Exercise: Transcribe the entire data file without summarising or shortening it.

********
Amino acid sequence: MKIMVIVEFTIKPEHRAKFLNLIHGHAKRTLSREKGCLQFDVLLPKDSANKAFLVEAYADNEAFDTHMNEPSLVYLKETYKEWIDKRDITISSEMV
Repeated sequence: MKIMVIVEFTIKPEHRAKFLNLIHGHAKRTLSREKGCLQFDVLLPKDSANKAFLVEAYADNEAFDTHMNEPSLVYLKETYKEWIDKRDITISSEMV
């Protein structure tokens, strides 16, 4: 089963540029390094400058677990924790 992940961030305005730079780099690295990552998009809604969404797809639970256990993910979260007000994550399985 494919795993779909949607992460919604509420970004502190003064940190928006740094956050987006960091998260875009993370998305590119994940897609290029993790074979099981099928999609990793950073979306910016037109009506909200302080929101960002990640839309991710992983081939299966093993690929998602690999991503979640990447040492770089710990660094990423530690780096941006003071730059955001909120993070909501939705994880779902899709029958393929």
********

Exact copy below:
Amino acid sequence: MKIMVIVEFTIKPEHRAKFLNLIHGHAKRTLSREKGCLQFDVLLPKDSANKAFLVEAYADNEAFDTHMNEPSLVYLKETYKEWIDKRDITISSEMV
Repeated sequence: MKIMVIVEFTIKPEHRAKFLNLIHGHAKRTLSREKGCLQFDVLLPKDSANKAFLVEAYADNEAFDTHMNEPSLVYLKETYKEWIDKRDITISSEMV
């Protein structure tokens, strides 16, 4: 089963540029390094400058677990924790 992940961030305005730079780099690295990552998009809604969404797809639970256990993910979260007000994550399985 494919795993779909949607992460919604509420970004502190003064940190928006740094956050987006960091998260875009993370998305590119994940897609290029993790074979099981099928999609990793950073979306910016037109009506909200302080929101960002990640839309991710992983081939299966093993690929998602690999991503979640990447040492770089710990660094990423530690780096941006003071730059955001909120993070909501939705994880779902899709029958393929």